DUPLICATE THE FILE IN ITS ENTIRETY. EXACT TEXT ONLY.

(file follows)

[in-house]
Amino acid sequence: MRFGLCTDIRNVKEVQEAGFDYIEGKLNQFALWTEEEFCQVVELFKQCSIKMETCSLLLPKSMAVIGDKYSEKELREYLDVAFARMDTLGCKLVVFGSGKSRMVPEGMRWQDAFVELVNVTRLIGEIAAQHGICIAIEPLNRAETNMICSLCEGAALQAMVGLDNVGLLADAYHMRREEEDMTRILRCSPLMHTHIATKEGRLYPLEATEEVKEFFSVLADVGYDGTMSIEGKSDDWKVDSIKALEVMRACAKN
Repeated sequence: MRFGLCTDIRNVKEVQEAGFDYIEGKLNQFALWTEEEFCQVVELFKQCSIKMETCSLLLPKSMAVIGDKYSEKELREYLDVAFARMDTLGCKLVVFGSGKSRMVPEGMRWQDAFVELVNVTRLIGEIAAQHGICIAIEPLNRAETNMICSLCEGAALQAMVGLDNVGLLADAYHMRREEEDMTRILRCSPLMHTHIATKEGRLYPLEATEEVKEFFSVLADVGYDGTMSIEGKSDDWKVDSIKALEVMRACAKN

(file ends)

[in-house]
Amino acid sequence: MRFGLCTDIRNVKEVQEAGFDYIEGKLNQFALWTEEEFCQVVELFKQCSIKMETCSLLLPKSMAVIGDKYSEKELREYLDVAFARMDTLGCKLVVFGSGKSRMVPEGMRWQDAFVELVNVTRLIGEIAAQHGICIAIEPLNRAETNMICSLCEGAALQAMVGLDNVGLLADAYHMRREEEDMTRILRCSPLMHTHIATKEGRLYPLEATEEVKEFFSVLADVGYDGTMSIEGKSDDWKVDSIKALEVMRACAKN
Repeated sequence: MRFGLCTDIRNVKEVQEAGFDYIEGKLNQFALWTEEEFCQVVELFKQCSIKMETCSLLLPKSMAVIGDKYSEKELREYLDVAFARMDTLGCKLVVFGSGKSRMVPEGMRWQDAFVELVNVTRLIGEIAAQHGICIAIEPLNRAETNMICSLCEGAALQAMVGLDNVGLLADAYHMRREEEDMTRILRCSPLMHTHIATKEGRLYPLEATEEVKEFFSVLADVGYDGTMSIEGKSDDWKVDSIKALEVMRACAKN